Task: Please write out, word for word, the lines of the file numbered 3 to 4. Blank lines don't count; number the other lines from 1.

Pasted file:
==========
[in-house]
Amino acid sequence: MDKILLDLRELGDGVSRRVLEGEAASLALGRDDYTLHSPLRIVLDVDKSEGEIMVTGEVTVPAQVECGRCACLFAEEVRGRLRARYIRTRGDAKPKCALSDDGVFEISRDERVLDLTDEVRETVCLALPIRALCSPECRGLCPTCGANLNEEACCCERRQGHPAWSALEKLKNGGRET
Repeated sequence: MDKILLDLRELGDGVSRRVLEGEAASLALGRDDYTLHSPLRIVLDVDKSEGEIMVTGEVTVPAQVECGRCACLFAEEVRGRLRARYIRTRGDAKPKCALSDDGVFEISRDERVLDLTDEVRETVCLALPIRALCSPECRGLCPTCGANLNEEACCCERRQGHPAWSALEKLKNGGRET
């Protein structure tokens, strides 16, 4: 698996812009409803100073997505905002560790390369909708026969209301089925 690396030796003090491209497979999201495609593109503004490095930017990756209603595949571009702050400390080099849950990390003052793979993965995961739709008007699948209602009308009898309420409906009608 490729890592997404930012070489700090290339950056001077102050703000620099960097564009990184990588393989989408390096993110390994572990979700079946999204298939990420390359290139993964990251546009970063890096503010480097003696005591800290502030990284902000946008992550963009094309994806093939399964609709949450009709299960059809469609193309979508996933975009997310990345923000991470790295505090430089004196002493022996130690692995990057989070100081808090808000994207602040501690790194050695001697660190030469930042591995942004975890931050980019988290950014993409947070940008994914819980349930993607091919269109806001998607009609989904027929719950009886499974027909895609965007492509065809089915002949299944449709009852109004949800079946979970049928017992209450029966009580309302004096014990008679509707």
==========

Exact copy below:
Repeated sequence: MDKILLDLRELGDGVSRRVLEGEAASLALGRDDYTLHSPLRIVLDVDKSEGEIMVTGEVTVPAQVECGRCACLFAEEVRGRLRARYIRTRGDAKPKCALSDDGVFEISRDERVLDLTDEVRETVCLALPIRALCSPECRGLCPTCGANLNEEACCCERRQGHPAWSALEKLKNGGRET
């Protein structure tokens, strides 16, 4: 698996812009409803100073997505905002560790390369909708026969209301089925 690396030796003090491209497979999201495609593109503004490095930017990756209603595949571009702050400390080099849950990390003052793979993965995961739709008007699948209602009308009898309420409906009608 490729890592997404930012070489700090290339950056001077102050703000620099960097564009990184990588393989989408390096993110390994572990979700079946999204298939990420390359290139993964990251546009970063890096503010480097003696005591800290502030990284902000946008992550963009094309994806093939399964609709949450009709299960059809469609193309979508996933975009997310990345923000991470790295505090430089004196002493022996130690692995990057989070100081808090808000994207602040501690790194050695001697660190030469930042591995942004975890931050980019988290950014993409947070940008994914819980349930993607091919269109806001998607009609989904027929719950009886499974027909895609965007492509065809089915002949299944449709009852109004949800079946979970049928017992209450029966009580309302004096014990008679509707």